Dajana Duci is a rising senior studying psychology with a concentration in cognitive neuroscience. This year, she conducted research in the Attention and Perception Lab alongside Diane Beck, a professor of psychology and the lab’s principal investigator, learning to monitor and analyze electrical activity in the brain using a technique called electroencephalography, or EEG. Working alongside imaging researchers at the Beckman Institute and physicians at the Carle Neuroscience Institute will support Duci's pursuit of a career in neuroscience by providing insights into the applications of magnetic resonance neuroimaging technology for real-world patient care.
2022 Erik Haferkamp Memorial Award for Undergraduate Research
The Erik Haferkamp Memorial Award for Undergraduate Research allows a promising undergraduate neuroscientist to pursue research at the Beckman Institute during the summer. The $3,000 award is supported by friends and family in memory of Erik Haferkamp.
Kaitlyn Ortgiesen is a rising senior studying molecular and cellular biology with a minor in history. She will collaborate with Dan Llano on a project that uses high-resolution ultrasound microscopy to understand and combat Alzheimer’s disease. Often, individuals suffering from Alzheimer’s experience complications related to blood flow in the brain that can cause atrophy; by visualizing the brain's smallest blood vessels and microvasculature, Ortgiesen will add valuable information to a growing knowledgebase about the disease.
2022 Thomas and Margaret Huang Award for Graduate Research
The Thomas and Margaret Huang Award for Graduate Research supports graduate students studying human-computer intelligent interaction. The $3,500 award is supported by the Huang Fund.
Yudu Li is a Ph.D. candidate studying electrical and computer engineering. He will collaborate with Zhi-Pei Liang, a professor of electrical and computer engineering, to develop a deep-learning-based method for constrained image reconstruction to enable ultrafast magnetic resonance imaging. Constrained image reconstruction is invaluable to biomedical imaging applications like MRI, as it reduces the data and scan time required to generate a usable image; Li’s project integrates traditional model-based and modern deep learning-based reconstruction strategies to create a novel, AI-based image reconstruction framework.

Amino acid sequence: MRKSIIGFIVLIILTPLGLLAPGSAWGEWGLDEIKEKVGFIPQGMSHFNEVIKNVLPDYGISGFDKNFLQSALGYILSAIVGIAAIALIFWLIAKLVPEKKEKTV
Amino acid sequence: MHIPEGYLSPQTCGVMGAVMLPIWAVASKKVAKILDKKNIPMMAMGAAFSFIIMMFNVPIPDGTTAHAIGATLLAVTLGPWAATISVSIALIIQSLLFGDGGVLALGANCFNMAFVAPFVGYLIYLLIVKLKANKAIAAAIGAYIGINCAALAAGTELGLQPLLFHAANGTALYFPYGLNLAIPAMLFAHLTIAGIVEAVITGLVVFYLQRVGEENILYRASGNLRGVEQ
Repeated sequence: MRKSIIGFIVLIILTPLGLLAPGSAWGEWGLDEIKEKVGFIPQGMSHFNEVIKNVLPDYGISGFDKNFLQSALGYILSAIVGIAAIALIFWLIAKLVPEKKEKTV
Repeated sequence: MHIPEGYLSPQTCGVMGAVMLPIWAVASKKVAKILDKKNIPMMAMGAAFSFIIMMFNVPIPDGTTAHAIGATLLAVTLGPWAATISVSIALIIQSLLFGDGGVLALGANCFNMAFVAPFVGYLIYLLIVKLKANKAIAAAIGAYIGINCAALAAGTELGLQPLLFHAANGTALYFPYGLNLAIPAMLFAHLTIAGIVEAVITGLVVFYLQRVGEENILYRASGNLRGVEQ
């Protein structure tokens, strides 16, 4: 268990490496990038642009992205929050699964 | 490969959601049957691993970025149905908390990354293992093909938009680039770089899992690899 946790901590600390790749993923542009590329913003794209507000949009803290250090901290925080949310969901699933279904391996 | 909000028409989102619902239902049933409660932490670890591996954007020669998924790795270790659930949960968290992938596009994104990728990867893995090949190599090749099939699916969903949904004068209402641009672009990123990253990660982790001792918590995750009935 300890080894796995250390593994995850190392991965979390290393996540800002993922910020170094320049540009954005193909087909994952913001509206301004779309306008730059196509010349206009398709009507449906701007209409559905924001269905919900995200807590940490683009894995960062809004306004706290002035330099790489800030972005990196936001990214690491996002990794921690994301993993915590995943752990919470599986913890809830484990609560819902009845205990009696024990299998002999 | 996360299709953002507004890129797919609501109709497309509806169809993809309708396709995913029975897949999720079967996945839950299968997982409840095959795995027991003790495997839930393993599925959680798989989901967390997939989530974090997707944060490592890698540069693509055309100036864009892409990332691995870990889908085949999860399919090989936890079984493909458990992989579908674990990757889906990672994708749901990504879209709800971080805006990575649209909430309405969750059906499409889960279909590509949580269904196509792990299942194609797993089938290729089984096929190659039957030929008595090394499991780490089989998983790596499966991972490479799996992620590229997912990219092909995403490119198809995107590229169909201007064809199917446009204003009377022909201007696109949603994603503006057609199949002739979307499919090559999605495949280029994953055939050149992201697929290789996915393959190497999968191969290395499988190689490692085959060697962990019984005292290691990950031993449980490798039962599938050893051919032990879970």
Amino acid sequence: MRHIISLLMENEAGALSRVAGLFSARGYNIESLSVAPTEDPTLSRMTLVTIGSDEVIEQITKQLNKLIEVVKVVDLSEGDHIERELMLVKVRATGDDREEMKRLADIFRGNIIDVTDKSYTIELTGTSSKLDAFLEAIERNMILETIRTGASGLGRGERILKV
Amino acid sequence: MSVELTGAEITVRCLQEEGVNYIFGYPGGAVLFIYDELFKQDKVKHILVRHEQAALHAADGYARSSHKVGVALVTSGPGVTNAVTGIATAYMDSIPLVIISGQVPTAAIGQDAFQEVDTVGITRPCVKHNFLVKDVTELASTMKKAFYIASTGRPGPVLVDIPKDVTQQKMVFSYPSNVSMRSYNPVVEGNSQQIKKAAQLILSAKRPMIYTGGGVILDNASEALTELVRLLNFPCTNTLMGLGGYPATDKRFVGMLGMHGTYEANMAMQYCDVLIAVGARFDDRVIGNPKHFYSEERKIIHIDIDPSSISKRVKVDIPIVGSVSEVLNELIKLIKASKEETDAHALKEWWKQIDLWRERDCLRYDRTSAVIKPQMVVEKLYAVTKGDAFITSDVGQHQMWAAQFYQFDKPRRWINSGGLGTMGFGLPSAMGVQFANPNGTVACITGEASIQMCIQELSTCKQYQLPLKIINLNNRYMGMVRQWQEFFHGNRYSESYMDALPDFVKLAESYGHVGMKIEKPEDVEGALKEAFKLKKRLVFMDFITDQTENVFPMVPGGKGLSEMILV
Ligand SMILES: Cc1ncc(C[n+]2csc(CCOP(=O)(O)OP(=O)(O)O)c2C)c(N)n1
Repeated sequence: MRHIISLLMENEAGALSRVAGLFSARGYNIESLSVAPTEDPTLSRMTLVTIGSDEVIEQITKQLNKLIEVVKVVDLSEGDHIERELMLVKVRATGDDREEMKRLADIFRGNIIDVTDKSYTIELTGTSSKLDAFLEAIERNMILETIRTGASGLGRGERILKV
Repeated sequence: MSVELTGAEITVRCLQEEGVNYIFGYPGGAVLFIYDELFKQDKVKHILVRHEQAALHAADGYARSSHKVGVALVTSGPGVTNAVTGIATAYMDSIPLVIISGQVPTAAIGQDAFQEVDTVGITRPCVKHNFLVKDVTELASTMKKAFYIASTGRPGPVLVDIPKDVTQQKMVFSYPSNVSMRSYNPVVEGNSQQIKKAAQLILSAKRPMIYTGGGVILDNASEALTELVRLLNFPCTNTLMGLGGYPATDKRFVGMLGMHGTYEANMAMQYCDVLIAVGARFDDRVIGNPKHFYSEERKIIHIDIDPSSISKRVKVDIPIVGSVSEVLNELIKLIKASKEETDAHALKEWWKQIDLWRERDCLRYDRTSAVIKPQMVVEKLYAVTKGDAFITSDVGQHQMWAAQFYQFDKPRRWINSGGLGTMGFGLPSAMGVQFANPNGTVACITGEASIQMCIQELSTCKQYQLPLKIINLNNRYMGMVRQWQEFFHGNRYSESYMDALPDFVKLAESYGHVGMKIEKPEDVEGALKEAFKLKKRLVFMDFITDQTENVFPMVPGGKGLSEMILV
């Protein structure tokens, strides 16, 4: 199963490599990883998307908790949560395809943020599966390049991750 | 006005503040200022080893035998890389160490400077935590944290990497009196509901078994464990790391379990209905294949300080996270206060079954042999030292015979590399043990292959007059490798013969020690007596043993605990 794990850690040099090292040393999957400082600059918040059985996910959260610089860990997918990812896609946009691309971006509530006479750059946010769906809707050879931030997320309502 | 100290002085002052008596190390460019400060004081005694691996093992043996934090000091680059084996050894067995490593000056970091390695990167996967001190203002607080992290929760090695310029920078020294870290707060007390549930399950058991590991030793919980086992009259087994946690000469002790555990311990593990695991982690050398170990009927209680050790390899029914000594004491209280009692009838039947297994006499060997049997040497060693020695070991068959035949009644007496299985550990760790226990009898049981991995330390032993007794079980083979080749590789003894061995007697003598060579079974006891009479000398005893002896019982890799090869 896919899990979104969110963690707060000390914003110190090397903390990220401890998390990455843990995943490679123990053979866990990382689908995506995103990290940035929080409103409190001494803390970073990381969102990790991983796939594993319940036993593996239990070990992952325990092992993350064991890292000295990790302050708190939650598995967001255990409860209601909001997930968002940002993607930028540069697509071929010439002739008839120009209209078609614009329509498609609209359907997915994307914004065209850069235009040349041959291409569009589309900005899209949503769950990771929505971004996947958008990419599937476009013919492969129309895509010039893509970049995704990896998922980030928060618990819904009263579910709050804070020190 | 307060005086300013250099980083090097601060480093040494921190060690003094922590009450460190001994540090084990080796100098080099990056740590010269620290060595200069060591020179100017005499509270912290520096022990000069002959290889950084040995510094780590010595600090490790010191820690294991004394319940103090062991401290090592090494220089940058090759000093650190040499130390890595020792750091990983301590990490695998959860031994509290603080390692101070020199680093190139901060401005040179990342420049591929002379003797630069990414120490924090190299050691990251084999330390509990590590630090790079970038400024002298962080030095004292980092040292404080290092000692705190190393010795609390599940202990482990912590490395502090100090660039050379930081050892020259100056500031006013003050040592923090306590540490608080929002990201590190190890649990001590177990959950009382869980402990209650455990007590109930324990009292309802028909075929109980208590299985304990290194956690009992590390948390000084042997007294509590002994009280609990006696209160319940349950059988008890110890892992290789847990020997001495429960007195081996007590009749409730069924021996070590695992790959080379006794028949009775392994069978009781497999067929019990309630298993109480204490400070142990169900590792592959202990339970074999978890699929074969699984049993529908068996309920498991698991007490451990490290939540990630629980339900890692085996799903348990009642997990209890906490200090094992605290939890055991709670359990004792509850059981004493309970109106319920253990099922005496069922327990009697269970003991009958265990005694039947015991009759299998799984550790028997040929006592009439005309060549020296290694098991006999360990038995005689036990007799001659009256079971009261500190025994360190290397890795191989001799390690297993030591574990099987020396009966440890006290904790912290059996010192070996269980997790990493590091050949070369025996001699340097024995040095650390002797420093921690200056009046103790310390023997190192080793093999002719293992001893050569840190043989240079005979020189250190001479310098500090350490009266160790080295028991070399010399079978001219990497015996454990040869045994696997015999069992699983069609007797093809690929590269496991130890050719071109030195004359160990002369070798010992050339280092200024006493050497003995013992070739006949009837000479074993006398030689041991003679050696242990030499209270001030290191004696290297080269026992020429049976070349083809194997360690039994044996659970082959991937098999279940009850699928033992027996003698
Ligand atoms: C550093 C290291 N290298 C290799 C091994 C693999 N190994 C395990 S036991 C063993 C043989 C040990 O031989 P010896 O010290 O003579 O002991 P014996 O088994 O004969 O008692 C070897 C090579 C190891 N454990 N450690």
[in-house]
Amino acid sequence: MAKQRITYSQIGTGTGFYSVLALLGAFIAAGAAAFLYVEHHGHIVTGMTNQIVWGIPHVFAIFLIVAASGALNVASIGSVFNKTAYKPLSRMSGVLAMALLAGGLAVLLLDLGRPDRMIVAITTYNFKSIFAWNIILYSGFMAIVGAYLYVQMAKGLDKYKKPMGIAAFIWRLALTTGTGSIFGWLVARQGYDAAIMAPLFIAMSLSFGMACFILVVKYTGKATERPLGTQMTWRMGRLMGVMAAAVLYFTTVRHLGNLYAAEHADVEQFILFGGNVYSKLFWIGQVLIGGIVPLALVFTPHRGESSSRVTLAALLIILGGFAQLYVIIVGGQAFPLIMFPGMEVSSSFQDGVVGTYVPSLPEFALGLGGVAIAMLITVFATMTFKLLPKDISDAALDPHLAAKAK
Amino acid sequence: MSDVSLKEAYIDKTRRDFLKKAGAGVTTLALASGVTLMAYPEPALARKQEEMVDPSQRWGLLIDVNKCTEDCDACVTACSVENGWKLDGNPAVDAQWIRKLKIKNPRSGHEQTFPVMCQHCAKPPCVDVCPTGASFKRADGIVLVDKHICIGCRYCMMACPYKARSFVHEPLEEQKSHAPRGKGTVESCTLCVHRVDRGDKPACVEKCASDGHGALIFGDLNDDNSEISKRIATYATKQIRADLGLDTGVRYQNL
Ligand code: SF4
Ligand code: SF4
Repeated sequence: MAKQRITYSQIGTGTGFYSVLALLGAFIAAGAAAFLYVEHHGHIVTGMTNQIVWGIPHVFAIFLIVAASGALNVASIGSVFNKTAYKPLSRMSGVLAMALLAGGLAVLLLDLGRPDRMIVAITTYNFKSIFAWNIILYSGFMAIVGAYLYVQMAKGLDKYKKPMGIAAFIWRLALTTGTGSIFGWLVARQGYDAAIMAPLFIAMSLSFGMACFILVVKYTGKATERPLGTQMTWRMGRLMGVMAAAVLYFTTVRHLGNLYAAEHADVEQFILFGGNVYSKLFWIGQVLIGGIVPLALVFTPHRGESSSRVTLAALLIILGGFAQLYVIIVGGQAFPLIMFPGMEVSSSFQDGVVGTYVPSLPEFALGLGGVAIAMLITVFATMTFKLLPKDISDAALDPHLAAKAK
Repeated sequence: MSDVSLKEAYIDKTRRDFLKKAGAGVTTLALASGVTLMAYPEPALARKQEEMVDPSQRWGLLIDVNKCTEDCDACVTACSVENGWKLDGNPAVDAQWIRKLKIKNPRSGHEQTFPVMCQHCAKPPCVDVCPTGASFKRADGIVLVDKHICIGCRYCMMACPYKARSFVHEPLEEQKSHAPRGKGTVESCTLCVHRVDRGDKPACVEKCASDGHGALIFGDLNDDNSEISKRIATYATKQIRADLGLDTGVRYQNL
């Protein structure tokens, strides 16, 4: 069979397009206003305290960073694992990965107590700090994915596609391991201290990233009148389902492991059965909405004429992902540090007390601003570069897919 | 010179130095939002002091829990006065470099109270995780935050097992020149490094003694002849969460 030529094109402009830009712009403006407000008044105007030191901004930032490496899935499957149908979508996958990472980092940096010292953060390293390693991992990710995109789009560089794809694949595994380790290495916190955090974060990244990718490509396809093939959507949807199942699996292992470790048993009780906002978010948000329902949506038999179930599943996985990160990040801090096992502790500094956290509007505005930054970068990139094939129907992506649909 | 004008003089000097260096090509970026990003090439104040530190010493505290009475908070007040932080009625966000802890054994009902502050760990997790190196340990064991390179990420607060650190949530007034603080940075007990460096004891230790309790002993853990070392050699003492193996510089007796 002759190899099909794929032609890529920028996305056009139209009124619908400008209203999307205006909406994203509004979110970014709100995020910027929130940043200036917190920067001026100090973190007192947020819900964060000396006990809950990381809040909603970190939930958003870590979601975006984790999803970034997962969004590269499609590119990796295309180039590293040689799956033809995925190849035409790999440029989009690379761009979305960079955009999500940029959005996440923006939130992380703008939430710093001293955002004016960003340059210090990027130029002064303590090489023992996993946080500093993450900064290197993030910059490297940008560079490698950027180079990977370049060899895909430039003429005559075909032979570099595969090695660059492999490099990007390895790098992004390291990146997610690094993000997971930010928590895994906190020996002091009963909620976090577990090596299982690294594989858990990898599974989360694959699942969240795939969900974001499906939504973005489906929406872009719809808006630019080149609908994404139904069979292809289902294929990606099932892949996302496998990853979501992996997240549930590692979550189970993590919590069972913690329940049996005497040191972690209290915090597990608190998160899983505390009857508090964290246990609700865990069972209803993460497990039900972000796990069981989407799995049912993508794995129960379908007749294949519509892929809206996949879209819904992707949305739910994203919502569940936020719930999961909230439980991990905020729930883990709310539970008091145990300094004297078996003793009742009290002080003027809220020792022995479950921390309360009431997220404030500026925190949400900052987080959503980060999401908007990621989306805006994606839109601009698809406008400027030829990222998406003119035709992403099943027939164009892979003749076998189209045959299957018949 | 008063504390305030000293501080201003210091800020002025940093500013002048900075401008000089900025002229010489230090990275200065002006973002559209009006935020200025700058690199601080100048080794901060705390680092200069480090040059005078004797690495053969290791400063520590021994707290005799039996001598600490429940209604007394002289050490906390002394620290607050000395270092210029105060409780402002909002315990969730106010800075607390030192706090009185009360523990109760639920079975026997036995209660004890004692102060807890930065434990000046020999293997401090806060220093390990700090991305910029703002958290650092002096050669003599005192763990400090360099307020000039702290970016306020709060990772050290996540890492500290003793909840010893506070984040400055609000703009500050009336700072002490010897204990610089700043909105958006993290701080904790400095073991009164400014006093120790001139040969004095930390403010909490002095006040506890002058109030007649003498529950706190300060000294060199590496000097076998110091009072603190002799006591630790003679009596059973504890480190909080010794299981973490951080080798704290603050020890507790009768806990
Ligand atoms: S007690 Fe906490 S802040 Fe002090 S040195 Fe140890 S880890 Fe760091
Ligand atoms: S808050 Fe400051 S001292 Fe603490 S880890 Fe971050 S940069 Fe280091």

Jilai Cui is pursuing a Ph.D. in the Neuroscience Program. He will collaborate with Martha Gillette, the director of The Neuroscience Program and an Alumni Professor of cell and developmental biology, and Rhanor Gillette, a professor emeritus of molecular and integrative physiology, to demonstrate how the brain’s glymphatic system, which clears metabolic waste during sleep, is impacted by neurodegenerative impairments. They’ll build and implement an interactive modeling tool to simulate the glymphatic system and measure its efficiency under normal and impaired conditions; designed for researchers and educators, the tool will enable new insights into the effects of neurodegenerative diseases on the glymphatic system.
2022 Nadine Barrie Smith Memorial Fellowship
The Nadine Barrie Smith Memorial Fund supports female engineering graduate students who are conducting research in the general field of medical imaging at the Beckman Institute.
Simran Singh is pursuing her Ph.D. in the Department of Evolution, Ecology, and Behavior. She will collaborate with Daniel J. Miller, an assistant professor of evolution, ecology, and behavior, to identify non-invasive biomarkers of auditory fields within the mammalian cerebral cortex. Existing magnetic resonance imaging parcellation methods rely upon approximations to qualitative histological atlases; Singh will use deep learning to produce a quantitative histological microstructural fingerprint to mark each region of auditory cortex.
Qian Jiang is a Ph.D. candidate studying electrical and computer engineering. She will collaborate with Minh N. Do, a professor of electrical and computer engineering, to develop efficient active and contrasting learning algorithms for 3D cell segmentation on microscopy images. This work, which uses the state-of-the-art imaging facilities in the Beckman Institute’s Microscopy Suite, will help mitigate the limitations in data annotations that result from traditional supervised learning methods. Jiang’s additional collaborators will potentially include Stephen Boppart of electrical and computer engineering and bioengineering, Gabriel Popescu, also of electrical and computer engineering, and Rohit Bhargava, the Founder Professor of Engineering and the Director of the Cancer Center at Illinois.